With a lineup of guitar, double bass and drums, you might think Barcelona trio Phicus were a jazzy affair. A nice band for a wedding, or a summer party, maybe? But this free improvising group are about as close to jaunty Django Reinhardt jams as root canal surgery is to your summer holiday in the Dordogne. “They speculate with silence, pull the noise out of joint, rearrange the timbre”, their website says, which is a pretty good summary of what Ferran Fages, Alex Reviriego and Vasco Trilla conjure up on records such as 2017’s ‘Plom’. In the Phicus universe, enigmatic scuttles and scrapes burst out in caffeinated spasms, woody bass thrums cast hypnotic mantras, and jerking cymbal rattles snuggle up to motorised, needling whines.
Intonema label founder Ilia Belorukov slots into this aesthetic with no bother, providing astringent saxophone breaths and whirring, clattering electronics to accompany the group’s explorations. These four tracks, recorded on Phicus’s home turf last summer, see the quartet marking out a suite of sparse and glistening territories, their individual contributions knitting together for 40-odd minutes of parched, low-key sound-making.
‘K(nо́)t’ works best when the group transforms into a hive-mind of creaking vibrations. In ‘Gordian Knot’ – the track is well-titled – it is almost impossible to disentangle who’s doing what in a heaving mass of twitches and shudders, like some ancient mechanical structure on the point of collapse. Not that you’d want to unpick individual contributions. The synergy is the thing, after all.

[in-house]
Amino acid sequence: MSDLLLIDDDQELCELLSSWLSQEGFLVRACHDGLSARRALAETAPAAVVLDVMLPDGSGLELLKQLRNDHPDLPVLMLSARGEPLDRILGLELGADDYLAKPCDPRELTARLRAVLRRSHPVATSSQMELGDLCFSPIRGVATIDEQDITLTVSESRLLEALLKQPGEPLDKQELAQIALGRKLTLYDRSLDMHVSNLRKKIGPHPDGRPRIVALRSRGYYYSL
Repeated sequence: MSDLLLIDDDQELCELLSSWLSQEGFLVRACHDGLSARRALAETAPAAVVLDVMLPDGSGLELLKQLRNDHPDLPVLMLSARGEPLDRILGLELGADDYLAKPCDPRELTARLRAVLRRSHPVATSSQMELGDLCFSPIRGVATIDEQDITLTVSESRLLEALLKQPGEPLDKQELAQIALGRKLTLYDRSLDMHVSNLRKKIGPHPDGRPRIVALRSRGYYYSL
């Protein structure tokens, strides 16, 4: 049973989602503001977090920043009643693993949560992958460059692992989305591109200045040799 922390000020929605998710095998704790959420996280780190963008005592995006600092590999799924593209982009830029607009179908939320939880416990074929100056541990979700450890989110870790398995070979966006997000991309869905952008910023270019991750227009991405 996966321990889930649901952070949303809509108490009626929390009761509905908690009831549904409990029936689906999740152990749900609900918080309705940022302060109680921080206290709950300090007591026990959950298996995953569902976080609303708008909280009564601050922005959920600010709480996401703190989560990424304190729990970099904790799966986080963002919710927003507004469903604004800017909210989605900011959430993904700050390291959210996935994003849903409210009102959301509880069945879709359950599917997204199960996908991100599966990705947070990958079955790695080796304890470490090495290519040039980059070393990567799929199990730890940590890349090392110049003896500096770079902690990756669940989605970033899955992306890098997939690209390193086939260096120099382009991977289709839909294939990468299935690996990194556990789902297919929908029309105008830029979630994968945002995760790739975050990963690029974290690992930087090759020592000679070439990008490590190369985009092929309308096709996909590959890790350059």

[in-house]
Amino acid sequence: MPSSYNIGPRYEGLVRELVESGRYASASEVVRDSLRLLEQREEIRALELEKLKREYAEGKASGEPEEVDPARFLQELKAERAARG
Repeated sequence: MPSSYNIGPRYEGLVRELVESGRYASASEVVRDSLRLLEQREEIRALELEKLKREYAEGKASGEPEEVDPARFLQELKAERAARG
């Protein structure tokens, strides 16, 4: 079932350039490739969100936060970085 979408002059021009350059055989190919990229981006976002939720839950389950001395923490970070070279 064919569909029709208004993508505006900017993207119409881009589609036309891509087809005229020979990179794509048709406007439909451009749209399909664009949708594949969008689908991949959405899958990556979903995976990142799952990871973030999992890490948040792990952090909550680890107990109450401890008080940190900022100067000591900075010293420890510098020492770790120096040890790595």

In such an egoless environment, restraint is a determining factor. Things rarely get loud here, but the lack of pay-off results in a palpable air of tension at even the quietest points. In ‘Endless Knot’, silvery clangs and muted scuffs are held back from prettiness by vexed saxophone hoots (think John Butcher on downers) and deadened, pissed-off guitar plucks. That it retains an edge even while coalescing helps to subvert the groupthink often manifested in gatherings of this type. Sure, things get a little twinkly towards the end, as the bell-like harmonics and shimmering chimes of ‘Solomon’s Knot’ ease us towards the exit. But then things cut out and I’m left in bare, empty space, like some rube on the street after a shakedown, trying in vain to find my wallet.